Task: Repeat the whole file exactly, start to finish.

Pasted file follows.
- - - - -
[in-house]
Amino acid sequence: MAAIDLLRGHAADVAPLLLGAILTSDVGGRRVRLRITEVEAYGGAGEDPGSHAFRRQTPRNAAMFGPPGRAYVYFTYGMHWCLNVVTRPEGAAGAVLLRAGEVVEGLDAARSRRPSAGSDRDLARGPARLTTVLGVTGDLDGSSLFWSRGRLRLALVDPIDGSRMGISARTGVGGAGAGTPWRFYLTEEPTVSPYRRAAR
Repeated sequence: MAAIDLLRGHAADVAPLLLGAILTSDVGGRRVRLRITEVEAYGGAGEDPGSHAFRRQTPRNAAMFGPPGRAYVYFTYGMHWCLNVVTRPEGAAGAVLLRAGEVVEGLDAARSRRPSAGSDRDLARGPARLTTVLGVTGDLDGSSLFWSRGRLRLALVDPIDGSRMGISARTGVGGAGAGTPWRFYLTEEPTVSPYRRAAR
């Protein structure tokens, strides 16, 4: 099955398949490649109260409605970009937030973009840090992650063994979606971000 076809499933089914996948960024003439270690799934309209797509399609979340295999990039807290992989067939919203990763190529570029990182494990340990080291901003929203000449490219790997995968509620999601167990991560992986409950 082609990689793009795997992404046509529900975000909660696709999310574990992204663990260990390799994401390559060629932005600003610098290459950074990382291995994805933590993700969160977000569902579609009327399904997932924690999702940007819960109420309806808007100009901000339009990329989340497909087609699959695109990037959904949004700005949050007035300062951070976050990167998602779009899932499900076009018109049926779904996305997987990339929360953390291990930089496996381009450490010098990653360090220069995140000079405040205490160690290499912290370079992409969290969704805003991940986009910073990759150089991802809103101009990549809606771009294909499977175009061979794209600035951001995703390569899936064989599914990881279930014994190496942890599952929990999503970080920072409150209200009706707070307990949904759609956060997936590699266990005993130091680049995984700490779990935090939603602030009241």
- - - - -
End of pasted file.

[in-house]
Amino acid sequence: MAAIDLLRGHAADVAPLLLGAILTSDVGGRRVRLRITEVEAYGGAGEDPGSHAFRRQTPRNAAMFGPPGRAYVYFTYGMHWCLNVVTRPEGAAGAVLLRAGEVVEGLDAARSRRPSAGSDRDLARGPARLTTVLGVTGDLDGSSLFWSRGRLRLALVDPIDGSRMGISARTGVGGAGAGTPWRFYLTEEPTVSPYRRAAR
Repeated sequence: MAAIDLLRGHAADVAPLLLGAILTSDVGGRRVRLRITEVEAYGGAGEDPGSHAFRRQTPRNAAMFGPPGRAYVYFTYGMHWCLNVVTRPEGAAGAVLLRAGEVVEGLDAARSRRPSAGSDRDLARGPARLTTVLGVTGDLDGSSLFWSRGRLRLALVDPIDGSRMGISARTGVGGAGAGTPWRFYLTEEPTVSPYRRAAR
């Protein structure tokens, strides 16, 4: 099955398949490649109260409605970009937030973009840090992650063994979606971000 076809499933089914996948960024003439270690799934309209797509399609979340295999990039807290992989067939919203990763190529570029990182494990340990080291901003929203000449490219790997995968509620999601167990991560992986409950 082609990689793009795997992404046509529900975000909660696709999310574990992204663990260990390799994401390559060629932005600003610098290459950074990382291995994805933590993700969160977000569902579609009327399904997932924690999702940007819960109420309806808007100009901000339009990329989340497909087609699959695109990037959904949004700005949050007035300062951070976050990167998602779009899932499900076009018109049926779904996305997987990339929360953390291990930089496996381009450490010098990653360090220069995140000079405040205490160690290499912290370079992409969290969704805003991940986009910073990759150089991802809103101009990549809606771009294909499977175009061979794209600035951001995703390569899936064989599914990881279930014994190496942890599952929990999503970080920072409150209200009706707070307990949904759609956060997936590699266990005993130091680049995984700490779990935090939603602030009241």